Saturday afternoon was the most uncomfortable Toronto FC have looked in a long time. It was understandable, really. The team Toronto fielded against the Colorado Rapids was a hodgepodge group of players who have rarely taken the pitch together outside of training.
Drew Moor, a former Rapid himself, was the only regular starter in the lineup. The rest were mostly substitutes or even reserve players. Ryan Telfer and Liam Fraser were making their first-ever starts in the 2-0 loss.
This led to plenty of stray passes, missed assignments and a general unease that made watching the match a little bit painful at times. It was also absolutely the right decision with the biggest game in club history set to be played on Tuesday.
But there was one Toronto FC player who, for the first time, looked completely at home. Ager Aketxe helped to make the game look a whole lot closer than it was, and it bodes well for his future with the team.
Of Toronto’s three big acquisitions, Aketxe has taken the longest to acclimatize, which shouldn’t come as too much of a surprise. Whereas fellow newcomers Gregory van der Wiel and Auro definitely deserve the minutes they have been given, they also slid into vacant positions. He was also acquired later than both and therefore missed out on preseason.
Things just haven’t quite clicked yet for Aketxe. On a Toronto team that values quick ball movement, something that comes with familiarity of teammates as much as anything, Aketxe has struggled to connect.
Surprisingly, the most in-sync Aketxe has looked so far was on Saturday, when the rest of the team bordered on chaos at times. A quick glance at his passing chart, and 89.3 pass success percentage, shows a player who was incredibly clean in possession in his own half, helping Toronto retain the ball for extended periods throughout the match.
The chart shows passes (squares) and shots (circles) that Aketxe attempted over 90 minutes on Saturday. You will note that a lot of what he attempted in the final third was unsuccessful.
But more than anything this was indicative of a player trying a whole bunch of different shots and passes to try to will his side forward. A lot of these red lines were as much or more the fault of the player Aketxe was trying to link up with as it was the passer.
Ultimately, almost every scoring chance that Toronto had on Saturday involved Aketxe in some way. Here is a glimpse of his playmaking ability on a late chance where he finally connected with Tosaint Ricketts after several times the two had crossed signals.
Aketxe did a great job, especially in the second half, of collecting the ball from deep positions and then driving it forward so that Toronto could create attacks. This was the best chance he created during the match, but in all, he had four key passes over the 90 minutes. That’s tied for the most any Toronto FC player has created in a single match this season.
Toronto, however, does have plenty of other good passers. What makes Aketxe different from Victor Vazquez and any other Toronto attacking midfield option is his ability to create shots for himself when passing options aren’t available.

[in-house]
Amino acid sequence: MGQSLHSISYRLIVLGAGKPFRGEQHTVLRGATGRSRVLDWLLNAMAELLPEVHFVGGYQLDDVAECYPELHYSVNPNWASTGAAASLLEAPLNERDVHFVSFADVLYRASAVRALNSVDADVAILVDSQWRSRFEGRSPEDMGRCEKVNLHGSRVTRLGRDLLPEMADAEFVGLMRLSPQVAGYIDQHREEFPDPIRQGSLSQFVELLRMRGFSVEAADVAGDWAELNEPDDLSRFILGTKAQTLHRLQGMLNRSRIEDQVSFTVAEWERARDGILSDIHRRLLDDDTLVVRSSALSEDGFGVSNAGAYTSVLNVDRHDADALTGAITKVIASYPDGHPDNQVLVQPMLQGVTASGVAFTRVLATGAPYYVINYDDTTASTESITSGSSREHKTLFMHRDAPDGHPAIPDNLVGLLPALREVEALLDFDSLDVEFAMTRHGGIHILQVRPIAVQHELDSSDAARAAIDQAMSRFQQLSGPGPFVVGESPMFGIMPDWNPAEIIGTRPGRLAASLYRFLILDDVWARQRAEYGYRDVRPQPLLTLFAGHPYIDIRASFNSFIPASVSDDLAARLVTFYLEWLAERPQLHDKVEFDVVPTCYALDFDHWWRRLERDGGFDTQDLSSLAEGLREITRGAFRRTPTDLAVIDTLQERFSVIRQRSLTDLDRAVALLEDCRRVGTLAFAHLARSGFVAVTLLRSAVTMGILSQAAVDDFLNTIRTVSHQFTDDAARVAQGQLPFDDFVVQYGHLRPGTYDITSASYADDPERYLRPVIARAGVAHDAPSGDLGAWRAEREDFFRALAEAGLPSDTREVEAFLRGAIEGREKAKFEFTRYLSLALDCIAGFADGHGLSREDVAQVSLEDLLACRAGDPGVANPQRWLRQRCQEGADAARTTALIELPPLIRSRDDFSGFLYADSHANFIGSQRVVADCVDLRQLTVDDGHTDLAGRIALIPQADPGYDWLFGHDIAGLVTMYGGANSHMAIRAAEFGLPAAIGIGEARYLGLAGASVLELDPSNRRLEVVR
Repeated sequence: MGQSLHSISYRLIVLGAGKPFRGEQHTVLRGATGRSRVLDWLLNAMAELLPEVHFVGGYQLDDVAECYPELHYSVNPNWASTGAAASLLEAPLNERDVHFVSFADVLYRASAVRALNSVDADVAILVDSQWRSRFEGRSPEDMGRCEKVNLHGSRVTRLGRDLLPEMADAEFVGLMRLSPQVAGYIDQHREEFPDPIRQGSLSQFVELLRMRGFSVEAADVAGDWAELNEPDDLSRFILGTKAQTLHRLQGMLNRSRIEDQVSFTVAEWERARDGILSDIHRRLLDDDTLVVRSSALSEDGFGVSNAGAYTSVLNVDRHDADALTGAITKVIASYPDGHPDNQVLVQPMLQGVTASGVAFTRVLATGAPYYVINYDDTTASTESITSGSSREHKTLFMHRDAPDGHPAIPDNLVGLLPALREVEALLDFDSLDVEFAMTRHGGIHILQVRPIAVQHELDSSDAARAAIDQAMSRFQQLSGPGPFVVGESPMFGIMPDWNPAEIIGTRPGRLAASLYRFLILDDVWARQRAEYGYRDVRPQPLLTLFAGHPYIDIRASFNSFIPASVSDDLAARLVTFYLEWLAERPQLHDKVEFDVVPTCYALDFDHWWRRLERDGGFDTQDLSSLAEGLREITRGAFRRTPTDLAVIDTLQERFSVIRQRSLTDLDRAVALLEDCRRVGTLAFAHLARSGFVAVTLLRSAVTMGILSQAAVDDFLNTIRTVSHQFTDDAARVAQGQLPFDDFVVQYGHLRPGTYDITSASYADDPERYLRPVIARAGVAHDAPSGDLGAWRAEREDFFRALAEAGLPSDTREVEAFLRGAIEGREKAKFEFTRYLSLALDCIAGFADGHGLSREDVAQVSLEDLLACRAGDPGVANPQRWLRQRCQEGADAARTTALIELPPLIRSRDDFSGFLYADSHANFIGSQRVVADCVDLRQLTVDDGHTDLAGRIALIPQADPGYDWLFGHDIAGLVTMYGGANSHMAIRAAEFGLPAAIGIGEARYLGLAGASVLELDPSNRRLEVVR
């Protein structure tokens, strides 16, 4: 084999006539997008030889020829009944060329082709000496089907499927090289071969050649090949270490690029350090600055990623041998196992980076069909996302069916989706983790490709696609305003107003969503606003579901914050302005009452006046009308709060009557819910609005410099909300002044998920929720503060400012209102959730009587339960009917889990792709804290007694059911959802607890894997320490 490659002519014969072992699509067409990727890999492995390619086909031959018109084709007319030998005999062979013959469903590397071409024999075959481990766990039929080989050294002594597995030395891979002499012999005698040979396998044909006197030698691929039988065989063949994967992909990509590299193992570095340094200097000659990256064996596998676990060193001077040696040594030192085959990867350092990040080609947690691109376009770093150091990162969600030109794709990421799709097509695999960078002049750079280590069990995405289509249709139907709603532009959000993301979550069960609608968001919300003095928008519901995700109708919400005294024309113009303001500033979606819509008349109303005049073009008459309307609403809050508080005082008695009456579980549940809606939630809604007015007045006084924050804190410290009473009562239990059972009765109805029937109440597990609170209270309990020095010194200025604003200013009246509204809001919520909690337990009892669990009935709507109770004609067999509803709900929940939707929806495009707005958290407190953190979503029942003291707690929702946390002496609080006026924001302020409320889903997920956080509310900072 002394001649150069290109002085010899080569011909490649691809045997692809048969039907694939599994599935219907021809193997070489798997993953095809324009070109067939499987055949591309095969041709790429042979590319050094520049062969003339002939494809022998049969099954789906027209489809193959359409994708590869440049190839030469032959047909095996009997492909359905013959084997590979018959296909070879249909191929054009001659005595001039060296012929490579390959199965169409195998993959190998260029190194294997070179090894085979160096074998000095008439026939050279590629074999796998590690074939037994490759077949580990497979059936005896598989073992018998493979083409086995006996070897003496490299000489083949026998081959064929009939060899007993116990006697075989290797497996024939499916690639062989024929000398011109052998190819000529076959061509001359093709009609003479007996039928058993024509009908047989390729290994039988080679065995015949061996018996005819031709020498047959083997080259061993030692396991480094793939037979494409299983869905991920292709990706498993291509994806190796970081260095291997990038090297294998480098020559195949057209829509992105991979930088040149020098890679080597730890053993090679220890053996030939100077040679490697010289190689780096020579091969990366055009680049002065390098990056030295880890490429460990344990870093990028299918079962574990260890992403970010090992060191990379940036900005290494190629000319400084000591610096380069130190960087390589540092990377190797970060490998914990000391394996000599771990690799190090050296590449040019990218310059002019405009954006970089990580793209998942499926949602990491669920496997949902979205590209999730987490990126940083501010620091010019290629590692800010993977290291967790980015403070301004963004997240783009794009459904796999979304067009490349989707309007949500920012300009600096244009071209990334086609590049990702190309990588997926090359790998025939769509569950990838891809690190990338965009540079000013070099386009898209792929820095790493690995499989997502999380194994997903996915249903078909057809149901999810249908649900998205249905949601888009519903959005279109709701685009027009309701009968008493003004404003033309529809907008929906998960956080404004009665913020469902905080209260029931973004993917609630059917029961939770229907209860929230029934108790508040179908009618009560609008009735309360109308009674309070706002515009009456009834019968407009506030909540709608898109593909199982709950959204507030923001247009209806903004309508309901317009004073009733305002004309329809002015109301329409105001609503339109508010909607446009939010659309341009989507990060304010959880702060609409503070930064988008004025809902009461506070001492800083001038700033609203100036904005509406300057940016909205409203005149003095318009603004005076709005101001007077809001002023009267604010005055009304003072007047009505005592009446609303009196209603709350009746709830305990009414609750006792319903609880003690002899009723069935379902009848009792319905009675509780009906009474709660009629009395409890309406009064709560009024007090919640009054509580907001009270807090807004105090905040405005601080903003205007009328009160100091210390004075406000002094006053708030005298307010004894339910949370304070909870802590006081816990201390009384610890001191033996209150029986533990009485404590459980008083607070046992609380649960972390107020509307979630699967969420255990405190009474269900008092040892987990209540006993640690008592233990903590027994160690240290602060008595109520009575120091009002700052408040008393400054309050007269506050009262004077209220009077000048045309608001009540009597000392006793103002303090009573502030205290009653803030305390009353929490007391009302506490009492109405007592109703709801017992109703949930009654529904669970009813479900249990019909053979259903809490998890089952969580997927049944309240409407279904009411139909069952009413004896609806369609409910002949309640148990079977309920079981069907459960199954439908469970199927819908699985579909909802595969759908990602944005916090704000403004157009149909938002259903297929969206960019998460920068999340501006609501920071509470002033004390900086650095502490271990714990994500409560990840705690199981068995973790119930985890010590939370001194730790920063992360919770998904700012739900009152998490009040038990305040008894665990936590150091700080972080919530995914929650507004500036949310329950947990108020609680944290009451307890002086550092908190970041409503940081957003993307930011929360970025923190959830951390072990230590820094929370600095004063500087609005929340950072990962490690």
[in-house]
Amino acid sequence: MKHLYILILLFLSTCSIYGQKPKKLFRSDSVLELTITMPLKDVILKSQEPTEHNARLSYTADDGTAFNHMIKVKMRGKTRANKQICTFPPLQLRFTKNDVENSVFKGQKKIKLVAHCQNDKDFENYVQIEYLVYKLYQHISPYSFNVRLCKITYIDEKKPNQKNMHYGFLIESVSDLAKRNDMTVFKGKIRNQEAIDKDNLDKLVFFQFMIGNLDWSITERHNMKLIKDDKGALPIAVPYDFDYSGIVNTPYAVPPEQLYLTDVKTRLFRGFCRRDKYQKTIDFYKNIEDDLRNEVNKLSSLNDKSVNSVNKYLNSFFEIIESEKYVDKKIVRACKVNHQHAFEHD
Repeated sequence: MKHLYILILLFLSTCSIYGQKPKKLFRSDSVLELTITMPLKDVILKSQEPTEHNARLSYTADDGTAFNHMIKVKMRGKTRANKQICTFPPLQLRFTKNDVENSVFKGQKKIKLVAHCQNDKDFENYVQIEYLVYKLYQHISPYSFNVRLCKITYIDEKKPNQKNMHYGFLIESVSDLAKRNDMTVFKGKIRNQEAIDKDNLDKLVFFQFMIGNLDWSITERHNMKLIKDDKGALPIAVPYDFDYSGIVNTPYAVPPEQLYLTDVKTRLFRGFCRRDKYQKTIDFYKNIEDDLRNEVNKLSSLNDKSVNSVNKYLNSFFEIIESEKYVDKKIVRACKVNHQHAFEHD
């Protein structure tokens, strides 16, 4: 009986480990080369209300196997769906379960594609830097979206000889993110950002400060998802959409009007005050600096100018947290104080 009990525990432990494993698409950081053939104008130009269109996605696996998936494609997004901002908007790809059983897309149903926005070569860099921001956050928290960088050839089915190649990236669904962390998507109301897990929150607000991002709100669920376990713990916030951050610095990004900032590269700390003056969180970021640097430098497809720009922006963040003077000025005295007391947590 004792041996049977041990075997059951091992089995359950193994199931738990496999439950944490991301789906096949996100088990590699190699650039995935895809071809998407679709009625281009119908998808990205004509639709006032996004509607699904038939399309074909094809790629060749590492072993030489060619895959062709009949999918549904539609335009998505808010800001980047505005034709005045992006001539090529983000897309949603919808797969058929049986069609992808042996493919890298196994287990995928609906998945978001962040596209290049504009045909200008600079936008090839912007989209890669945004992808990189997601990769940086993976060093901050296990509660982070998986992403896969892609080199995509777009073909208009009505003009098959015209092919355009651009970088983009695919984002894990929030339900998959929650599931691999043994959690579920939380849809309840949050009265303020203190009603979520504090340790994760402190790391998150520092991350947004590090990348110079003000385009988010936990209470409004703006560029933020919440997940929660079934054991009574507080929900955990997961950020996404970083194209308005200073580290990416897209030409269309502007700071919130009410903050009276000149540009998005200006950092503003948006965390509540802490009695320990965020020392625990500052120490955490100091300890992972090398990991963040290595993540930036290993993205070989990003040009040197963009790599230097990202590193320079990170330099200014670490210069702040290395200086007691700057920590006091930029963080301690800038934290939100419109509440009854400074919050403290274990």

Aketxe took seven shots on Saturday, and while just one found the target that willingness to pull the trigger could be a big asset for Toronto. Also keep in mind that Aketxe initially created this chance by playing a sublime long ball from the defensive half to Ben Spencer, and then ran all the way up the field to get into a shooting position.
If there’s one main thing that stands out about Aketxe so far, it’s that once he gets himself into those shooting opportunities he has a cannon for a left foot. Not only that, but he isn’t afraid to let shots fly.
A real threat from outside the box is something the Toronto FC midfield has been missing for a long time. It has allowed teams to sit deeper on Toronto and clog up the box, knowing it doesn’t need to pressure up high as much.
Last season, Victor Vazquez led all Toronto midfielders with 0.7 shots per game from outside the box according to Whoscored. This season, Ager Aketxe has averaged 2.3. He’s unlikely to continue taking that many, but as long as he keeps shooting from outside the box he makes himself another unique weapon to add to Toronto’s arsenal.
None of these shots has found the back of the net yet, but they are getting close. He has already hit the crossbar on a few occasions and stung the palms of Tim Howard on Saturday with another long-ranger.
Even if they aren’t going in, the rebounds opportunities from these difficult to control shots have already been clear. Tosaint Ricketts scored a goal off one against Real Salt Lake and might have had another if he and Chapman hadn’t crossed wires on the shot above.
The one side of Aketxe’s game that has been called out on a few occasions so far is his defence. But it’s not like Victor Vazquez does a whole bunch without the ball either, so as long as Aketxe helps the Reds maintain the ball for long periods it isn’t a big issue.
Ultimately, Saturday showed the first extended glimpse at the reason why Toronto FC was so excited to have acquired the Spaniard. He brings something new to the table, and if he can start to make that fit better with his teammates he is going to make Toronto a better team.